Legislature Adopts Budget Provision Retroactively Applying Lead Paint Provisions

In 2011, Gov. Scott Walker introduced and the Legislature passed the omnibus civil liability reform bill (2011 Wisconsin Act 2). One of Act 2’s provisions overturned the Thomas v. Mallet decision, which established the “risk contribution” theory in lead paint cases. The legislature is considering retroactively applying the Act 2 standard to all cases.


Specifically, Act 2 requires the claimant to prove that the manufacturer made the specific product responsible for the injury. Act 2 further provides that if a claimant cannot identify the manufacturer of the specific product, and no other method of recovery is available, the court may apportion the liability to more than one manufacturer of the specific product liable for the injury. Act 2 was originally drafted to apply prospectively only.

The 2013-15 budget would amend Act 2’s language dealing with product liability to retroactively apply to all cases, whenever filed or accrued. The underlined language contains the specific changes to existing law:

SECTION 2318g. 895.046 (2) of the statutes is amended to read:895.046 (2) APPLICABILITY. This section applies to all actions in law or equity, whenever filed or accrued, in which a claimant alleges that the manufacturer, distributor, seller, or promoter of a product is liable for an injury or harm to a person or property, including actions based on allegations that the design, manufacture, distribution, sale, or promotion of, or instructions or warnings about, a product caused or contributed to a personal injury or harm to a person or property, a private nuisance, or a public nuisance, and to all related or independent claims, including unjust enrichment, restitution, or indemnification.

The legislation also includes a “Legislative Findings and Intent” section explaining the purpose of the law change:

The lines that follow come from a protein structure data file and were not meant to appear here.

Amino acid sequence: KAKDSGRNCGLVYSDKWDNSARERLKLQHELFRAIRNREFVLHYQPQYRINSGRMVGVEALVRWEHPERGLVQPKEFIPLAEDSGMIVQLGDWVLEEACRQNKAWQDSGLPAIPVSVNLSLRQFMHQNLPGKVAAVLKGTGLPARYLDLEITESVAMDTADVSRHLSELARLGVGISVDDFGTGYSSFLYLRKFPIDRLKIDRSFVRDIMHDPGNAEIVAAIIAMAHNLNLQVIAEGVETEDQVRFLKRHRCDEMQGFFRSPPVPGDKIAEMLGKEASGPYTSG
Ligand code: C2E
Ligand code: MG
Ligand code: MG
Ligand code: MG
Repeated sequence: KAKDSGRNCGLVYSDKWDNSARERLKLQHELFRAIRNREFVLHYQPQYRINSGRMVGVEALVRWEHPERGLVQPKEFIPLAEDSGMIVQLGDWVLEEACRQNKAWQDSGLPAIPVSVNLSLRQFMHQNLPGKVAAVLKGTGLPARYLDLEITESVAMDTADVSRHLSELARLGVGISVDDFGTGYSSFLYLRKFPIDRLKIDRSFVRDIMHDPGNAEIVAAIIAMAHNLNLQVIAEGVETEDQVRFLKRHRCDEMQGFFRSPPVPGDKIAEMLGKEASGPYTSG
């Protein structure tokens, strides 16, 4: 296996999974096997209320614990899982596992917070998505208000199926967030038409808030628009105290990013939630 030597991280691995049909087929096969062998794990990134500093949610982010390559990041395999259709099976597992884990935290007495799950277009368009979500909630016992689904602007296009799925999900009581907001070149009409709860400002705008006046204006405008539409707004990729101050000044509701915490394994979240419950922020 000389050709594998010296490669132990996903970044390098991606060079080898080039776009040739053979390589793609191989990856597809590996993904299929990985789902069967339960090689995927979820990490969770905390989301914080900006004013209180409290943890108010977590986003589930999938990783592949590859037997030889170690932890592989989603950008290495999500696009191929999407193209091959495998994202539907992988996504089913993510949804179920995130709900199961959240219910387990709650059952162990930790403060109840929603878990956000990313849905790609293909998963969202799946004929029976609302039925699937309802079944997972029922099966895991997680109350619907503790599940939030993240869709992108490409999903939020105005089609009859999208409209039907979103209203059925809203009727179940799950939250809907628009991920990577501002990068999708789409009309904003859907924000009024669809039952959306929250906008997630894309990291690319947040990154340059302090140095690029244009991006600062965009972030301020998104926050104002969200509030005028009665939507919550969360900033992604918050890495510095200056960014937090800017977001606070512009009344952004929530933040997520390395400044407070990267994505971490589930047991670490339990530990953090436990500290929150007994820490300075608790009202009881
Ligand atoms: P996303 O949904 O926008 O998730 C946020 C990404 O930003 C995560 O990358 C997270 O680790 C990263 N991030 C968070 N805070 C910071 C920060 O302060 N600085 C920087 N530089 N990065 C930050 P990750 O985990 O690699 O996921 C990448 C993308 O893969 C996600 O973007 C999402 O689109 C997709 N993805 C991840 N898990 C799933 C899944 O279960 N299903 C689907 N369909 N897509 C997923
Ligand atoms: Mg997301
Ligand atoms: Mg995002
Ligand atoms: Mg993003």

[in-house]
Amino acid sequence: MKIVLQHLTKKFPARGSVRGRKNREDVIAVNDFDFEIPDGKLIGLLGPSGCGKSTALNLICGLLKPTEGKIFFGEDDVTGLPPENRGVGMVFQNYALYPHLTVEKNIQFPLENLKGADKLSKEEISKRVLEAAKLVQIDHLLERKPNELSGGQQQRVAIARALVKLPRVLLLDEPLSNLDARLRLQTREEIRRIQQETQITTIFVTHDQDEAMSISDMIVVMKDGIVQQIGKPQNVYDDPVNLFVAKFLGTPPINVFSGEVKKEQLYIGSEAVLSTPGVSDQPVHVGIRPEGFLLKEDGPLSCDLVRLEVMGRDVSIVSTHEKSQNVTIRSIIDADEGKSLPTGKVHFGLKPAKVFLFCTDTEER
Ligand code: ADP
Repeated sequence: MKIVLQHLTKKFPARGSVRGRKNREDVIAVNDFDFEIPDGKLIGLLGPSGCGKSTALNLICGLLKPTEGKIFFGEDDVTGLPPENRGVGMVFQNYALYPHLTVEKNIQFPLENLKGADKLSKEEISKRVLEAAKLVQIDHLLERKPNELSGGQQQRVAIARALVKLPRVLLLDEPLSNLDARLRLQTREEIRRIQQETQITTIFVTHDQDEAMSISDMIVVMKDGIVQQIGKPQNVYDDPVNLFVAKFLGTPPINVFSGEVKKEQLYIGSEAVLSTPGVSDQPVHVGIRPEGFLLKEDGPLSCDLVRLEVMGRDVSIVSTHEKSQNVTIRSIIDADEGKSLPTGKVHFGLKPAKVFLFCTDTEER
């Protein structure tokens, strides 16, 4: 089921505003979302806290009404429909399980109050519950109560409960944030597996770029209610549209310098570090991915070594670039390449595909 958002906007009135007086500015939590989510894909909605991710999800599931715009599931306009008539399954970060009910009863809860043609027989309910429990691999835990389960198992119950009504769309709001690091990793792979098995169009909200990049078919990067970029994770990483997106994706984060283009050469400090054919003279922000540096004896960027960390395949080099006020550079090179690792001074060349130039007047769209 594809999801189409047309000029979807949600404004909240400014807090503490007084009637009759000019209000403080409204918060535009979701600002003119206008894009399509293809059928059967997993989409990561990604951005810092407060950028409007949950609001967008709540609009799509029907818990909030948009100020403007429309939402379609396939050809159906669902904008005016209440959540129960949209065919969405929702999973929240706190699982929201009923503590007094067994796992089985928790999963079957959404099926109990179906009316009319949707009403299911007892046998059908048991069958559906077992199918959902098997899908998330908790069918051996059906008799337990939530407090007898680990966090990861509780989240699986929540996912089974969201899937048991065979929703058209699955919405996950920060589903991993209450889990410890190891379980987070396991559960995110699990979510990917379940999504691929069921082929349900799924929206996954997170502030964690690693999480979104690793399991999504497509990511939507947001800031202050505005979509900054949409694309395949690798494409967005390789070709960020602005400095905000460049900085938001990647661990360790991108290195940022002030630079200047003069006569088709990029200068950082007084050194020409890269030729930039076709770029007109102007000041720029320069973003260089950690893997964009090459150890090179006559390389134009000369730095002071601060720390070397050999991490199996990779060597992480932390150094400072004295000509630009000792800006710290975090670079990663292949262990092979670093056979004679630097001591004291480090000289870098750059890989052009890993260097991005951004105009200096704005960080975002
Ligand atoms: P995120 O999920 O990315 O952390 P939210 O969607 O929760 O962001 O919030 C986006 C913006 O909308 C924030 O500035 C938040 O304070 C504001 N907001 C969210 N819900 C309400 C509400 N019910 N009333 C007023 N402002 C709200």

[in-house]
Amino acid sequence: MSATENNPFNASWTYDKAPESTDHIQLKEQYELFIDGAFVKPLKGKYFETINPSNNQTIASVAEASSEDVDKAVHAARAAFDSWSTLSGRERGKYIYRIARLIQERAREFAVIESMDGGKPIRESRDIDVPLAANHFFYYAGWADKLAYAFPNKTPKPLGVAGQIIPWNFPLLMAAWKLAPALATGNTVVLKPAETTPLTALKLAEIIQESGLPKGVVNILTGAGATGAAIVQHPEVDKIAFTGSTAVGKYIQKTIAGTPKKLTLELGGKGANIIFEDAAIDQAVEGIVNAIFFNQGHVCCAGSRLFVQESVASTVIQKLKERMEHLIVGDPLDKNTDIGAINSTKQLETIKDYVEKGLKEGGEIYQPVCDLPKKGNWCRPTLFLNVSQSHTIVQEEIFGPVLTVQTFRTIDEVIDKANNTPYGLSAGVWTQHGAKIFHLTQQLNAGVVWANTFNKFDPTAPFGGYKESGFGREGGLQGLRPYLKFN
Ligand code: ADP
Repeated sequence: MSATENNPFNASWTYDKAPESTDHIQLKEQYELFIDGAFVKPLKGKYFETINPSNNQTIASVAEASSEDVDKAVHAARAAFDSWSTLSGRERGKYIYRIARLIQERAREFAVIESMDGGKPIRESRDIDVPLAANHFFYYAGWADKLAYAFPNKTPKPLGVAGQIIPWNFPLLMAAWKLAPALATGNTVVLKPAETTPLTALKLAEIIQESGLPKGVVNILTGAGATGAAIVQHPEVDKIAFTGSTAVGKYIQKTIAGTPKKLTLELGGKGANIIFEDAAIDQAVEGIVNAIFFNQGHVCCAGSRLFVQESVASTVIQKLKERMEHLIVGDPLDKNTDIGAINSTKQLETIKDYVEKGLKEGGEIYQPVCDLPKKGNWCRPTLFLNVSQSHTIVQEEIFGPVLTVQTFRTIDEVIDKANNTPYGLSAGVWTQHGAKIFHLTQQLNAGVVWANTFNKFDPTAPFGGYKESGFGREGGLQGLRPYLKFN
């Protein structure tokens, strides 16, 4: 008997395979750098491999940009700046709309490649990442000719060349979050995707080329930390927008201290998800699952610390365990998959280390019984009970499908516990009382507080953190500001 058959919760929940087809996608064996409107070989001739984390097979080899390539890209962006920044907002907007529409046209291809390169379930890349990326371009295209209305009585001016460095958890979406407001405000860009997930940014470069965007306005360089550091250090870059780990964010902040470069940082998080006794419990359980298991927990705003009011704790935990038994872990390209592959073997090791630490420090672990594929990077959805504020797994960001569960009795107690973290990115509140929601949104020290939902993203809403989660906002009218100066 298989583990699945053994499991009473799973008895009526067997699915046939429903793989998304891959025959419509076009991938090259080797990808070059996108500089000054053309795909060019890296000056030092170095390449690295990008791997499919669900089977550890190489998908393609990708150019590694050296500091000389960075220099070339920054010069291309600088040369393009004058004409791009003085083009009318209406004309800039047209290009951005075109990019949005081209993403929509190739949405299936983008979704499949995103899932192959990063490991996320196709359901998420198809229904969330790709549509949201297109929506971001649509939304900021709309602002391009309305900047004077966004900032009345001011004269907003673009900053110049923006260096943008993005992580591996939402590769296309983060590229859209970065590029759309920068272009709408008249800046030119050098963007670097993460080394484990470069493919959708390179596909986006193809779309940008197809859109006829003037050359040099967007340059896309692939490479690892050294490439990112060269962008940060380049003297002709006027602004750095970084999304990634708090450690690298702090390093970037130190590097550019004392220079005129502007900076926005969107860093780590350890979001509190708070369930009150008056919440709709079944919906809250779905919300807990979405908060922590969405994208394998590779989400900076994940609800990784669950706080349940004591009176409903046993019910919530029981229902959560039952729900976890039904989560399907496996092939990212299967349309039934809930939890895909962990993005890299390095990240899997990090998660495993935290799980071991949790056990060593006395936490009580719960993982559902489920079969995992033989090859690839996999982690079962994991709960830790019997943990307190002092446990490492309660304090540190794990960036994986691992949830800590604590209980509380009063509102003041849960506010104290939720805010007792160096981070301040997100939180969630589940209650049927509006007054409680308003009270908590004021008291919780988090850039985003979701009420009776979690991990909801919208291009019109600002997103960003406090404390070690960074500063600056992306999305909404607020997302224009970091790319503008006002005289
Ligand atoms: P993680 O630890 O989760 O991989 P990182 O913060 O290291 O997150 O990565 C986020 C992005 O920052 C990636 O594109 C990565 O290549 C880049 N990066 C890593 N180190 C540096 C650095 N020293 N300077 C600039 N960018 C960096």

895.046 (1g) LEGISLATIVE FINDINGS AND INTENT. The legislature finds that it is in the public interest to clarify product liability law, generally, and the application of the risk contribution theory of liability first announced by the Wisconsin Supreme Court in Collins v. Eli Lilly Company, 116 Wis. 2d 166 (1984), specifically, in order to return tort law to its historical, common law roots. This return both protects the rights of citizens to pursue legitimate and timely claims of injury resulting from defective products, and assures that businesses may conduct activities in this state without fear of being sued for indefinite claims of harm from products which businesses may never have manufactured, distributed, sold, or promoted, or which were made and sold decades ago. The legislature finds that the application of risk contribution to former white lead carbonate manufacturers in Thomas v. Mallet, 285 Wis. 2d 236 (2005), was an improperly expansive application of the risk contribution theory of liability announced in Collins, and that application raised substantial questions of deprivation of due process, equal protection, and right to jury trial under the federal and Wisconsin constitutions. The legislature finds that this section protects the right to a remedy found in article I, section 9, of the Wisconsin Constitution, by preserving the narrow and limited application of the risk contribution theory of liability announced in Collins.